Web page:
Researchers have known for more than 50 years that eating oats can lower cholesterol levels and thus reduce a person’s risk of developing cardiovascular disease.
Studies during that time have focused on the impact of oats on levels of LDL (or “lousy”) cholesterol, which collects in the walls of blood vessels where it can cause blockages or blood clots.
But there is growing evidence that two other markers provide an even more accurate assessment of cardiovascular risk — non-HDL cholesterol (total cholesterol minus the “H” or “healthy cholesterol”) and apolipoprotein B, or apoB, a lipoprotein that carries bad cholesterol through the blood. This is especially true for people with metabolic syndrome and Type 2 diabetes, since they typically do not have elevated LDL cholesterol levels.
A new systematic review and meta-analysis of randomized controlled trials has concluded that eating oat fibre can reduce all three markers. The study, led by Dr. Vladimir Vuksan, a research scientist and associate director of the Risk Factor Modification Centre of St. Michael’s Hospital, was published online in theBritish Journal of Nutrition.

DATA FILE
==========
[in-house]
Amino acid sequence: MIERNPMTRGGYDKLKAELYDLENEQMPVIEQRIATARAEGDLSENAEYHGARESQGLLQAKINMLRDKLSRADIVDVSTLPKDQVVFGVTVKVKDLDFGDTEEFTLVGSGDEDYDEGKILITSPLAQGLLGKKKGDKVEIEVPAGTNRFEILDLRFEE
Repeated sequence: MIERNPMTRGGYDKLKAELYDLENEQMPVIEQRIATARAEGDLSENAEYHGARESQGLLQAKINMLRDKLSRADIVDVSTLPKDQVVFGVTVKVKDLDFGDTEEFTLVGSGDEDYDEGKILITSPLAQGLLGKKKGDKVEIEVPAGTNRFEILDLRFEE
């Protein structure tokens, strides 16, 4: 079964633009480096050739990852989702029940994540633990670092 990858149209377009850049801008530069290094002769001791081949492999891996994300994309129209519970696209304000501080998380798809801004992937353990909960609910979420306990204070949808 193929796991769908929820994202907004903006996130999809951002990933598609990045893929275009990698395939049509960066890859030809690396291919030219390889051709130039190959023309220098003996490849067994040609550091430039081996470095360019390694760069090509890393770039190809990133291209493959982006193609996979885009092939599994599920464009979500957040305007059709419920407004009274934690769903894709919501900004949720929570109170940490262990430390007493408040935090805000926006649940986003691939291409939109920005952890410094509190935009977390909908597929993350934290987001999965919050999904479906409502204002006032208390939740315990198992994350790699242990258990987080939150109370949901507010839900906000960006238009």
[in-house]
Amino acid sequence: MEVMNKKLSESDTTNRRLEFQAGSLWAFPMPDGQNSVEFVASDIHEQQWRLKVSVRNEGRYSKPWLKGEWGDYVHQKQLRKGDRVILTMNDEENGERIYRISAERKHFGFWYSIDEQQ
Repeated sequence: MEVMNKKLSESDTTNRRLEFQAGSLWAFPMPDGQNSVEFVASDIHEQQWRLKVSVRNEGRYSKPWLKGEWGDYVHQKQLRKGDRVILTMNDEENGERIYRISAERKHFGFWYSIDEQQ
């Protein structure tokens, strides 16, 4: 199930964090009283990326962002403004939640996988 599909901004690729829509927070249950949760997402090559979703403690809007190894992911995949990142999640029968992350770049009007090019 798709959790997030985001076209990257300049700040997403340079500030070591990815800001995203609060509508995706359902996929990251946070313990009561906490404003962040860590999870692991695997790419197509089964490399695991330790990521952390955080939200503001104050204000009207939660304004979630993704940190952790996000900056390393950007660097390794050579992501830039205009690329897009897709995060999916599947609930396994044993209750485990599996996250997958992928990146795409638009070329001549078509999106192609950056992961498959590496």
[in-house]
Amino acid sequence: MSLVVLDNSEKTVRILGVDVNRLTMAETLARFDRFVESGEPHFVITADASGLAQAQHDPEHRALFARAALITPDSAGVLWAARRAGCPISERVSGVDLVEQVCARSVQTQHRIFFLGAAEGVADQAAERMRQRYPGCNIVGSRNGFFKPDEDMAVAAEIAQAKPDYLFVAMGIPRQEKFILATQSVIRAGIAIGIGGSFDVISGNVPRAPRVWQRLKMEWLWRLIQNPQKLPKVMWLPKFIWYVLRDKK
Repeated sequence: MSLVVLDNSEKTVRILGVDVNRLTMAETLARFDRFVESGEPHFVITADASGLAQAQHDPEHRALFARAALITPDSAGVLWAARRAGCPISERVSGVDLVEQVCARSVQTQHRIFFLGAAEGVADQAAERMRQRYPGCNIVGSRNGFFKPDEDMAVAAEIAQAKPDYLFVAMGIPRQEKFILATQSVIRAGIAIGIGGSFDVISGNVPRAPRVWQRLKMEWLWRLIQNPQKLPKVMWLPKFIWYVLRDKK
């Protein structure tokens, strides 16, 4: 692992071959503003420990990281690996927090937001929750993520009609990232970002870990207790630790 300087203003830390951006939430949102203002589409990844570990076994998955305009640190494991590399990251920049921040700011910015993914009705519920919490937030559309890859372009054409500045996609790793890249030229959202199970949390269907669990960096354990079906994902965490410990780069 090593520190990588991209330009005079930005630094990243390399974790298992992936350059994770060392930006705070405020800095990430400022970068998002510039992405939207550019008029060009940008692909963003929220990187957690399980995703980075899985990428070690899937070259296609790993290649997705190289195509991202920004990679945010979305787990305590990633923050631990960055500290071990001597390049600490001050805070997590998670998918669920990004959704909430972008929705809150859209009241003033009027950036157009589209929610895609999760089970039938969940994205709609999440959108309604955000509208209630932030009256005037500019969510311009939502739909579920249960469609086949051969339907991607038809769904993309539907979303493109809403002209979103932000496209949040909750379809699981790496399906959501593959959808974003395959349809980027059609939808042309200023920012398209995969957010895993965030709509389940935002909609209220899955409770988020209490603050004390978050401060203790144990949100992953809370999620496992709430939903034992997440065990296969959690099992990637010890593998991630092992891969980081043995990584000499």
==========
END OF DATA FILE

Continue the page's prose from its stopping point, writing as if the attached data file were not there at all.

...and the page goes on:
Dr. Vuksan said oats are a rich source of beta-glucan, a viscous soluble fibre, which seems to be responsible for the beneficial effects. The first study of its kind, published in 1963, found that substituting white bread with oat bread containing 140g of rolled oats lowered LDL cholesterol.
Dr. Vuksan’s group looked at 58 clinical trials involving almost 4,000 people from around the world that assessed the effect of diets enriched with oat beta-glucan compared with controlled diets on LDL cholesterol, and, for the first time, on non-HDL cholesterol and apoB as well.
“Diets enriched with about 3.5 grams a day of beta-glucan fiber from oats were found to modestly improve LDL cholesterol, but also non-HDC and apoB compared to control diets,” Dr. Vuksan said.
The review found that overall, LDL cholesterol was reduced by 4.2 per cent, non-HDL cholesterol by 4.8 per cent and apoB by 2.3 per cent.
Dr. Vuksan said it could be difficult for people to consume the recommended amount of oat fiber by eating oat meal alone so he recommends people increase their consumption of oat bran. For example, one cup of cooked oat bran (88 calories) contains the same quantity of beta-glucan as double the amount of cooked oat meal (166 calories). Oat bran can also be eaten as a cereal, used in some baked goods (although since it is low in gluten, the texture may be tough) or sprinkled on other foods.
Canada is the third largest producer of oats in the world, so increasing consumption is good for health and the economy as well, Dr. Vuksan said. Consumption of oats has been declining considerably for many years.